Dedicated to the memory of Fuller the Cat, 1999 – 10 December 2010. Shalom, chaver.
The bellows-shake leit motif of my arrangement is an attempt to capture the sound Fuller made when he was playing kill-the-catnip-mouse, a favorite game of his. He would trot up the stairs with the mouse in his mouth while uttering a loud growling noise, “Look at me! I’m King of the Mighty Hunters!” Then he’d bat the mouse downstairs and do it all over again.
11 thoughts on “daily kaddish: a kaddish for mr. one-paw”
Oh David. You know how it feels when you take one hand, spread apart your first and second fingers (that’s second and third, piano players), do the same with the other hand, and then push together the webbing between those fingers on opposite hands? That’s how it feels, waiting for a death that you have initiated. Painful, because things are pushing against each other so hard that both/all sides hurt. It is the most amazing and weird and awful feeling, holding that power in your hands, having made the decision and yet it has not come true yet — and yes, and yes, simultaneously wanting just to do those things that you love that you will never get to do again, and also to note them specially, to notice them and remember them … it’s all very complicated. When it’s the last time. Usually we are spared that knowledge. But with our pets, for whom we have this special responsibility about not suffering, and with farm animals when they are being (as two of our goats were this year) sold for Eid Al-Adkha, we do know beforehand. And I think that that is one of the most astonishing and difficult human moments I know of.
With the farm animals, it also includes choosing “Who shall live and who shall die,” in addition to “When?” Further weirdness. Most of us just don’t do this in our lives, wield this power. Either of these powers.
I have always wondered how it was/how it is/how it would be for me if I were caught up in something where I knew that I was going to die soon. Of course as a Jew, the Shoah (otherwise called the Holocaust) comes to mind immediately, but it could be anything. “Soon” makes it different. Besides any terror, how would I handle all those “lasts”?
I utterly declaim (I mean the opposite of “claim,” and I know that’s the wrong word) any halakhic knowledge of when a hot tub is a valid mikveh, but I do know that some tubs and pools do fit the halakhic criteria. That’s just for the fun of it; you didn’t need any other validation than “it worked, ritually.”
Z”l. Thanks for the writing.
And I really like the Kaddish recording. Accordion is perfect for that deep-throated “Mighty Hunter” growl.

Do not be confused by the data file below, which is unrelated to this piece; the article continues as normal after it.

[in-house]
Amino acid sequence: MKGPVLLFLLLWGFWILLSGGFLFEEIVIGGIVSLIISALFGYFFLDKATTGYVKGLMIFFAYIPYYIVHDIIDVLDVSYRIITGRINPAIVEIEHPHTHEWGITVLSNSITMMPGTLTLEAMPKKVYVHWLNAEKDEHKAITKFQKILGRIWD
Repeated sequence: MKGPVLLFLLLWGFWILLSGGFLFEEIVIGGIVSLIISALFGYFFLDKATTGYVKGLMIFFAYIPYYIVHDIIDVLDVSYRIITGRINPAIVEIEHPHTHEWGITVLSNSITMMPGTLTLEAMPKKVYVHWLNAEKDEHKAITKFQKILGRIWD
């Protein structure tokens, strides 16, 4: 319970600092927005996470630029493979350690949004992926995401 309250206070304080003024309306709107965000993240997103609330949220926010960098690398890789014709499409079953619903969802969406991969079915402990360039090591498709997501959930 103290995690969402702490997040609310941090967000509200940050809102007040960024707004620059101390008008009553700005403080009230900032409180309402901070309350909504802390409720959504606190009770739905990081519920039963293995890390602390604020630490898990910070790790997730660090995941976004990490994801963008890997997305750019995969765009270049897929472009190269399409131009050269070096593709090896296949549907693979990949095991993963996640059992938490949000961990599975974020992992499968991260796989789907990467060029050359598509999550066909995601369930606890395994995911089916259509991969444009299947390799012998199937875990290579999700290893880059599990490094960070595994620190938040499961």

And boy, you turn it into a niggun beautifully. I’d never thought of it like that. But it’s that Eastern European Chasidic thing all over. And get the harmonies just right.
But that end! The cadence I surprising and I think it works. But I still can’t hear the last few measures before that hanging together right; I don’t understand how they work yet.
Yasher koach. And again, may his memory keep on being a blessing.
Did you shorten the piece?
Thank you so much for your kind words. Baruch tihyi.
The decision to call Carolynn and say “it’s time, please come over” indeed haunts me. Carolynn is an old, dear friend, but Arlene and I also call her an angel. A vet is constantly enabling people to make that decision. Physicians deal with death every day, but they don’t deal with euthanasia every day.
I was quite the folkdancer back in college, and later played lots of Eastern European music where flatted seconds and hijaz scales pepper the landscape. The musical phrases in Kaddish are straight out of this tradition, but they don’t correspond to any trope system I’m familiar with. When I first saw the sheet music, I wondered whether the Hebrew words could be sung alongside. I haven’t tried that yet, have you?
I too was somewhat puzzled by the last three measures: the piece doesn’t go out in the same tradition as it came in. And no, I didn’t shorten the piece. I wrote my arrangement right on top of the music Erin sent me.
It has been an honor to participate in the Kaddish Project.
David — It wouldn’t be trope anyway [for the uninitiated, that’s the system of brief musical phrases that link together to make musically punctuated phrases and sentences in chanting Hebrew Bible], it would be nusach. Nusach is a less exact system of musical motifs (motives?) that can be mixed and matched, or at least included and excluded and repeated, within some limits, in chanting Jewish prayers. (Disclaimer: I know about Ashkenazi nusach; I know that Sephardi and Mizrachi Jewish communities have their own systems of chanting prayers (and scripture, for that matter), but I know almost nothing there. Though I do have my grandfather’s multi-volume set of A.Z. Idelsohn’s magnum opus on Jewish ethnomusicology, which I think it’s finally time to rescue from my old office and bring here into the new one.) I finally have the music before me and it really reminds me of the attempt to notate nusach, which is necessarily inexact, especially rhythmically; it really helps to know what it’s supposed to sound like ahead of time (sort of, what the universe of sound is) in order to figure out how to interpret what the printed page is telling you. It was all oral/aural transmission up until recently, anyway.
One of my responsibilities as project rebbe is to provide Erin with sung versions of Kaddish. Once the voice is recovered (which it almost is), I expect to start with the spoken Mourner’s Kaddish and proceed through as many different nuscha’ot (I think that’s the plural of nusach) as I know.
I also remembered that a couple of weeks ago it struck me that this tune could be understood as a niggun, a Chasidic wordless melody. So I guess I had thought of it before, but I really heard it as a totally fresh idea upon hearing your recording.